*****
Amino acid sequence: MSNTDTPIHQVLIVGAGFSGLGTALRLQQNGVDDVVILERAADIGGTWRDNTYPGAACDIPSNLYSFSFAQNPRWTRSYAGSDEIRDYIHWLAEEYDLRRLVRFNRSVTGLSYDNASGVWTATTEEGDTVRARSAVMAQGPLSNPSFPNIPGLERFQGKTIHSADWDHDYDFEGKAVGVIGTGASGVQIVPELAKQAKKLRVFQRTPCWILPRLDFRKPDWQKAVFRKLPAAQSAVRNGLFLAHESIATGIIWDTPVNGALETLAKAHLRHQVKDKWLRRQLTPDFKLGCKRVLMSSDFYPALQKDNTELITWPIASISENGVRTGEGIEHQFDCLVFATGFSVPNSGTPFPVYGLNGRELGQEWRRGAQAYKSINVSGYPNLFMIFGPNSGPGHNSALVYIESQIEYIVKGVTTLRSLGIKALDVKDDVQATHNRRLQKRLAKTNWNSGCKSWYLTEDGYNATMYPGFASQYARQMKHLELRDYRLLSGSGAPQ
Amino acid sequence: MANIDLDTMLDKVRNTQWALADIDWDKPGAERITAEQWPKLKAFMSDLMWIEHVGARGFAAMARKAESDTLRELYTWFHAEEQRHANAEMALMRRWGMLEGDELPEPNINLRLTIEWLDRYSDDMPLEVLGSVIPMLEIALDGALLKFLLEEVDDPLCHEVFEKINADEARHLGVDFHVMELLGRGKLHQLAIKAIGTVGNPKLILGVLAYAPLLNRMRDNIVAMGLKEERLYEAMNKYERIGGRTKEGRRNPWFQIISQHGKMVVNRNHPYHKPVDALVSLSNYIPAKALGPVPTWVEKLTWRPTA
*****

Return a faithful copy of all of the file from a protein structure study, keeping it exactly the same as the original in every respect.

Amino acid sequence: MSNTDTPIHQVLIVGAGFSGLGTALRLQQNGVDDVVILERAADIGGTWRDNTYPGAACDIPSNLYSFSFAQNPRWTRSYAGSDEIRDYIHWLAEEYDLRRLVRFNRSVTGLSYDNASGVWTATTEEGDTVRARSAVMAQGPLSNPSFPNIPGLERFQGKTIHSADWDHDYDFEGKAVGVIGTGASGVQIVPELAKQAKKLRVFQRTPCWILPRLDFRKPDWQKAVFRKLPAAQSAVRNGLFLAHESIATGIIWDTPVNGALETLAKAHLRHQVKDKWLRRQLTPDFKLGCKRVLMSSDFYPALQKDNTELITWPIASISENGVRTGEGIEHQFDCLVFATGFSVPNSGTPFPVYGLNGRELGQEWRRGAQAYKSINVSGYPNLFMIFGPNSGPGHNSALVYIESQIEYIVKGVTTLRSLGIKALDVKDDVQATHNRRLQKRLAKTNWNSGCKSWYLTEDGYNATMYPGFASQYARQMKHLELRDYRLLSGSGAPQ
Amino acid sequence: MANIDLDTMLDKVRNTQWALADIDWDKPGAERITAEQWPKLKAFMSDLMWIEHVGARGFAAMARKAESDTLRELYTWFHAEEQRHANAEMALMRRWGMLEGDELPEPNINLRLTIEWLDRYSDDMPLEVLGSVIPMLEIALDGALLKFLLEEVDDPLCHEVFEKINADEARHLGVDFHVMELLGRGKLHQLAIKAIGTVGNPKLILGVLAYAPLLNRMRDNIVAMGLKEERLYEAMNKYERIGGRTKEGRRNPWFQIISQHGKMVVNRNHPYHKPVDALVSLSNYIPAKALGPVPTWVEKLTWRPTA